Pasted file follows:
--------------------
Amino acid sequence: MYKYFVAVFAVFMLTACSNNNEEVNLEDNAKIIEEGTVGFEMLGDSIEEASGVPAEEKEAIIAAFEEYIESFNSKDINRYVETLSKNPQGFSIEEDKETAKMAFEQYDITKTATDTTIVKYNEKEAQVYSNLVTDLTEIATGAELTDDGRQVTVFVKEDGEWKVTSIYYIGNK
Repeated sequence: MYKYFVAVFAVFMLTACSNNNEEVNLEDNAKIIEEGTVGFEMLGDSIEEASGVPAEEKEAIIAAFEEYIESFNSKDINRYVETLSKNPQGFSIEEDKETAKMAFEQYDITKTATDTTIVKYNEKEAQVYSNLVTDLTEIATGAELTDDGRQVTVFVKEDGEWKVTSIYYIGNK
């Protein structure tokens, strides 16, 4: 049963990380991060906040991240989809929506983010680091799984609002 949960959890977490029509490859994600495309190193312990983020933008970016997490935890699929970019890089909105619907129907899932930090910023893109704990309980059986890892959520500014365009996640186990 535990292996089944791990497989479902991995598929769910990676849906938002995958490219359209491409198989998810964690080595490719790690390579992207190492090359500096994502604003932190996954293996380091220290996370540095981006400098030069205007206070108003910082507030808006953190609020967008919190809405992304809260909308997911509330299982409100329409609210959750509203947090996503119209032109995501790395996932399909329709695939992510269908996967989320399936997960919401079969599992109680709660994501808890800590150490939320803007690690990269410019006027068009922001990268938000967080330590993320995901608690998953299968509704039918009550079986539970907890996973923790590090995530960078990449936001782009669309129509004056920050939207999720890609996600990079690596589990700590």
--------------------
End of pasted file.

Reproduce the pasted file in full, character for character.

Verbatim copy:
Amino acid sequence: MYKYFVAVFAVFMLTACSNNNEEVNLEDNAKIIEEGTVGFEMLGDSIEEASGVPAEEKEAIIAAFEEYIESFNSKDINRYVETLSKNPQGFSIEEDKETAKMAFEQYDITKTATDTTIVKYNEKEAQVYSNLVTDLTEIATGAELTDDGRQVTVFVKEDGEWKVTSIYYIGNK
Repeated sequence: MYKYFVAVFAVFMLTACSNNNEEVNLEDNAKIIEEGTVGFEMLGDSIEEASGVPAEEKEAIIAAFEEYIESFNSKDINRYVETLSKNPQGFSIEEDKETAKMAFEQYDITKTATDTTIVKYNEKEAQVYSNLVTDLTEIATGAELTDDGRQVTVFVKEDGEWKVTSIYYIGNK
């Protein structure tokens, strides 16, 4: 049963990380991060906040991240989809929506983010680091799984609002 949960959890977490029509490859994600495309190193312990983020933008970016997490935890699929970019890089909105619907129907899932930090910023893109704990309980059986890892959520500014365009996640186990 535990292996089944791990497989479902991995598929769910990676849906938002995958490219359209491409198989998810964690080595490719790690390579992207190492090359500096994502604003932190996954293996380091220290996370540095981006400098030069205007206070108003910082507030808006953190609020967008919190809405992304809260909308997911509330299982409100329409609210959750509203947090996503119209032109995501790395996932399909329709695939992510269908996967989320399936997960919401079969599992109680709660994501808890800590150490939320803007690690990269410019006027068009922001990268938000967080330590993320995901608690998953299968509704039918009550079986539970907890996973923790590090995530960078990449936001782009669309129509004056920050939207999720890609996600990079690596589990700590």